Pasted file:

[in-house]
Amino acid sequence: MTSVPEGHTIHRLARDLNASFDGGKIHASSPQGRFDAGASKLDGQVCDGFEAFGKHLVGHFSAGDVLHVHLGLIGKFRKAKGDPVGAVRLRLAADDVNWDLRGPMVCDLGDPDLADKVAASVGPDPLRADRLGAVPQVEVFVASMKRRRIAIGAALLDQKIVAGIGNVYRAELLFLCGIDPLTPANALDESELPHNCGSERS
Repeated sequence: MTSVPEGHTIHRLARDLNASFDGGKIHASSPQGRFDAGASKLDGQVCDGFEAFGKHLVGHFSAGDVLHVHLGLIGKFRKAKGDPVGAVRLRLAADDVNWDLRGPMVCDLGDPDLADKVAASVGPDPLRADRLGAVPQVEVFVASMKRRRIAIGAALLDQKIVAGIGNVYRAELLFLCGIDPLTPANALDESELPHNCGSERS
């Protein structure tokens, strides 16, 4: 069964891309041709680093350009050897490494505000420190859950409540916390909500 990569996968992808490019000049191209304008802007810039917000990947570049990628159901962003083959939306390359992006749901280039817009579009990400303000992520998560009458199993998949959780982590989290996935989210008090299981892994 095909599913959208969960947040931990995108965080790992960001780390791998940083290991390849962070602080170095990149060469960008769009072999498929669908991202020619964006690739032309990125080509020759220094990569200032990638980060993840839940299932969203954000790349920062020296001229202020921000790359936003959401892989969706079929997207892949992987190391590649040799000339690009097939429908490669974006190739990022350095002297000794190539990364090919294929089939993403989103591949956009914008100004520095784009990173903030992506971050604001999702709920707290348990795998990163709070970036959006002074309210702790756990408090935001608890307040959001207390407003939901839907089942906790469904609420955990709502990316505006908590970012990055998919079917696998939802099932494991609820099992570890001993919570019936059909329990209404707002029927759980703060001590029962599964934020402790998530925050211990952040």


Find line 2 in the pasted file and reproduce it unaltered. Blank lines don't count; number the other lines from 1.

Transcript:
Amino acid sequence: MTSVPEGHTIHRLARDLNASFDGGKIHASSPQGRFDAGASKLDGQVCDGFEAFGKHLVGHFSAGDVLHVHLGLIGKFRKAKGDPVGAVRLRLAADDVNWDLRGPMVCDLGDPDLADKVAASVGPDPLRADRLGAVPQVEVFVASMKRRRIAIGAALLDQKIVAGIGNVYRAELLFLCGIDPLTPANALDESELPHNCGSERS